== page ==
Stroke survivor, robbed of speech, finds her words in music
NORFOLK, Va. (WUSA9) — There’s something about music. Your foot starts tapping, your head starts bobbing, your emotions soar. Music lights up your mind.
Therapists are using music to heal damaged brains.
It’s like a miracle. Patients who’ve lost their ability to speak because of a stroke or traumatic brain injury are steadily finding their words in the music.
Just before Mother’s Day 2014, a stroke robbed Peggy Andrews of her ability to speak. For seven months, the retired high school guidance secretary was mute.
It was like having a word on the tip of her tongue, only it was all of her words. She can understand everything but can’t find the words to respond all the time.
But then she listens to music.
Her daughter can scarcely believe that after a single session of neurological music therapy at the Sentara Music and Medicine Center in Norfolk, Peggy could find a few words again.
“I was crying. We were all crying. Because we’d never had a break through,” her daughter said.
Doctor Kamal Chemali says there’s nothing that activates as much of the mind as music. Language is focused in a very small part of your brain, and if it’s damaged, you can lose the power of speech. It’s like a roadblock in your neural pathways.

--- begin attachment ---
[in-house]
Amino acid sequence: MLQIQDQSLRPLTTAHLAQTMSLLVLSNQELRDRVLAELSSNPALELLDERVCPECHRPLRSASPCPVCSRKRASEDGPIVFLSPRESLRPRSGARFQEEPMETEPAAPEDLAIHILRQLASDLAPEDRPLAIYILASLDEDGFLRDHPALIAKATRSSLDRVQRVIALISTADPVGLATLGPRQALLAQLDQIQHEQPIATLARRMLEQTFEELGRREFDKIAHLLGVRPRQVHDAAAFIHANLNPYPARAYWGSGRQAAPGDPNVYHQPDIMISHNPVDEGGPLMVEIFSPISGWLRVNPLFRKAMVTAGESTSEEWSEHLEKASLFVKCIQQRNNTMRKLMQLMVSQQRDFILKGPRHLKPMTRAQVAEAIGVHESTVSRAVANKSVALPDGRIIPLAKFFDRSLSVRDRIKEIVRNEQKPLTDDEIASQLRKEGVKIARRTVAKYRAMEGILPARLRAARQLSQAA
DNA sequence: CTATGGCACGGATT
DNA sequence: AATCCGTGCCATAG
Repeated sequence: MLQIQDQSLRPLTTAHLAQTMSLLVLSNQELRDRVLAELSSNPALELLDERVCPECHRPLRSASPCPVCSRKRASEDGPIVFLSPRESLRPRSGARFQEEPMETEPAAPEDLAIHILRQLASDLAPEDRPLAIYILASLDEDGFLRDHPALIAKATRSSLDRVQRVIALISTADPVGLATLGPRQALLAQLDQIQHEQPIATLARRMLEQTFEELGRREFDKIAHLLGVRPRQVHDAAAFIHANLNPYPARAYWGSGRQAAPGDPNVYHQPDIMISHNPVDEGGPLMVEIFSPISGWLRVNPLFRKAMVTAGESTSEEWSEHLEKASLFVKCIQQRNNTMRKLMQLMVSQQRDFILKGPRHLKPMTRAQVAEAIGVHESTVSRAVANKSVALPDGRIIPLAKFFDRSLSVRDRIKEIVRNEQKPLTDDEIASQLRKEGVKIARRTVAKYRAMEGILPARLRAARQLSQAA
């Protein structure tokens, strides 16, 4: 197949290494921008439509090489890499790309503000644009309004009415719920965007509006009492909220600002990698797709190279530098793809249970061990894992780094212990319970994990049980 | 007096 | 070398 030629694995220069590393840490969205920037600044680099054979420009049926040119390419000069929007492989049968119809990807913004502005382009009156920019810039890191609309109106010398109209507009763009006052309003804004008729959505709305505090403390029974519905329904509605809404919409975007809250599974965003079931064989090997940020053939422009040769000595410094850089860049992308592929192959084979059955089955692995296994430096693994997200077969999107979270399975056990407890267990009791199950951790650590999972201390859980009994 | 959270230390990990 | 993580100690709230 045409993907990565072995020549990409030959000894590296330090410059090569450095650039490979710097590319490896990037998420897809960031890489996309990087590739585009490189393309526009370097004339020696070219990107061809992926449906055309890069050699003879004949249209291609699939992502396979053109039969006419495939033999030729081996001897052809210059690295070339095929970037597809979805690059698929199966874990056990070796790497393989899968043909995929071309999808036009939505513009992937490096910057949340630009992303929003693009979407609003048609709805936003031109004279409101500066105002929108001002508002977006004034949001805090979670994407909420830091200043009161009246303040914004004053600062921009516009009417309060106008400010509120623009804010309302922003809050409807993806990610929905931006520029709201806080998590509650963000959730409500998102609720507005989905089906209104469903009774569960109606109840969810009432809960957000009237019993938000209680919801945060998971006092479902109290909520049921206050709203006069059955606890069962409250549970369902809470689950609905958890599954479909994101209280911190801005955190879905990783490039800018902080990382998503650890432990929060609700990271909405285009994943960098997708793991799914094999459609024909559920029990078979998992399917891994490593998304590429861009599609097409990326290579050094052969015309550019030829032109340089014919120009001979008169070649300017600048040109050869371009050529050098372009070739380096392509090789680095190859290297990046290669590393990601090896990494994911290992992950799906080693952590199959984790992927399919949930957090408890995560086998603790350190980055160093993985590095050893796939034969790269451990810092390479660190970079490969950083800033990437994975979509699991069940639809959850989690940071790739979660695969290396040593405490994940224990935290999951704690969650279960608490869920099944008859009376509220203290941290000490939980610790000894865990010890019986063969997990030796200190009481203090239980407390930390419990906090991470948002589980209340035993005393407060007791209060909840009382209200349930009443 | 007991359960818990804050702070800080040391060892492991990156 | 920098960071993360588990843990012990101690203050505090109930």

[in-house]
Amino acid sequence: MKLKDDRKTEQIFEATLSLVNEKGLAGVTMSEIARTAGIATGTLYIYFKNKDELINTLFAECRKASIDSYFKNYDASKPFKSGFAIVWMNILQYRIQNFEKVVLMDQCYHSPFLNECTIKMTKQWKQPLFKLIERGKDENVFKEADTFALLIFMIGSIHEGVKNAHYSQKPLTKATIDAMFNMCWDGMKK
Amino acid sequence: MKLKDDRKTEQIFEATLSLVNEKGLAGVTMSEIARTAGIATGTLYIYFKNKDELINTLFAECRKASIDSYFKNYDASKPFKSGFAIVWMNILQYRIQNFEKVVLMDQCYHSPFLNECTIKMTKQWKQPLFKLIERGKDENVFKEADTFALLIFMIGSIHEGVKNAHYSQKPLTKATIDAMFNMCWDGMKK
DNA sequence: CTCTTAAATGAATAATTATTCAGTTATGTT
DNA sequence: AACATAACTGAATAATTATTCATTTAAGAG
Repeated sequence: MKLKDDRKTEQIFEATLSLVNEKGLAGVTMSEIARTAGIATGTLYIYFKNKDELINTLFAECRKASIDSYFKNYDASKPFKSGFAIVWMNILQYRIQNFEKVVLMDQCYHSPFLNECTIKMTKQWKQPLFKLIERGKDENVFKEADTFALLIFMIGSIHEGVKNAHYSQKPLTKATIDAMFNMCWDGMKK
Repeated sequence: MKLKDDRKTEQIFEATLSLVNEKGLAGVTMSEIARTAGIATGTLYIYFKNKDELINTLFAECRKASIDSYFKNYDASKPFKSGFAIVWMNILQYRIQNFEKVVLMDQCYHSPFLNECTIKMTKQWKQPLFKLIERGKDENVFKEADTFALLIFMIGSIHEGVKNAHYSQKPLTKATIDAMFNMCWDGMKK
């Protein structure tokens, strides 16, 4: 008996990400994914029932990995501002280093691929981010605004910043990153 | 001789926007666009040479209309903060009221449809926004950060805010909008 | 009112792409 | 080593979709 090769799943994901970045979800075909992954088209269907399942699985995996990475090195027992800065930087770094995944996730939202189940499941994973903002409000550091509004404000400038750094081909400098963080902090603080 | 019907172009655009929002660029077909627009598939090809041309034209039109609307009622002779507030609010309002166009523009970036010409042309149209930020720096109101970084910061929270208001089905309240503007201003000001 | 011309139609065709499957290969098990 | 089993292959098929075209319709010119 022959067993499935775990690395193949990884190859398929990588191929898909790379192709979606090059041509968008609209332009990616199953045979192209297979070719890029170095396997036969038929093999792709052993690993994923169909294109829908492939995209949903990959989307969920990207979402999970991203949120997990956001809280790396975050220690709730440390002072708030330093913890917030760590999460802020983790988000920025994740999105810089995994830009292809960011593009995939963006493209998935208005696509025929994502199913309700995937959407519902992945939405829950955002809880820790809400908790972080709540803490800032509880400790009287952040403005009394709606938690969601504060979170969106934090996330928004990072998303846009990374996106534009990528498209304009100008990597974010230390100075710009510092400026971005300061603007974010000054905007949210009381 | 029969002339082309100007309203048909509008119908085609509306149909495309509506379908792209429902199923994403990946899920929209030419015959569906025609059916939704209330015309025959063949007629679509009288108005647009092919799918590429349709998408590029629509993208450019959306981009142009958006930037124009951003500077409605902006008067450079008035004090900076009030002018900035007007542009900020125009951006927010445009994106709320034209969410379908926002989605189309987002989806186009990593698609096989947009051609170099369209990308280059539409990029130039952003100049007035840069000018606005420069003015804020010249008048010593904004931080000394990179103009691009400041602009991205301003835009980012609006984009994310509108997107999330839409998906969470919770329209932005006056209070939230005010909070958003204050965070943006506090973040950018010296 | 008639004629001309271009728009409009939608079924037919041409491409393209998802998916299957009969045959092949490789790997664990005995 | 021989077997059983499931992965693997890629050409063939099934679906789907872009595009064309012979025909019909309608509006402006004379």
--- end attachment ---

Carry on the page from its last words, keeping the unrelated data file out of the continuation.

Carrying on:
“Think about music as a way to rewire your brain. Instead of just sitting in traffic and waiting and being frustrated, you can find a different route,” Dr. Chemali explained.
Therapist Tracy Bowdish starts with a melody, then adds words. Once Peggy learns the words, the therapist takes the music away.
Frustration turns to joy.
Doctor Chemali says if the injury kills the all the neurons that control language, there’s no way to bring them back. But if they’re just damaged, music can help them heal.
According to the CDC, stroke is the number one cause of disability in America. Advocates are convinced music therapy can help some of its victims, but there are still very few insurance companies that will cover the costs.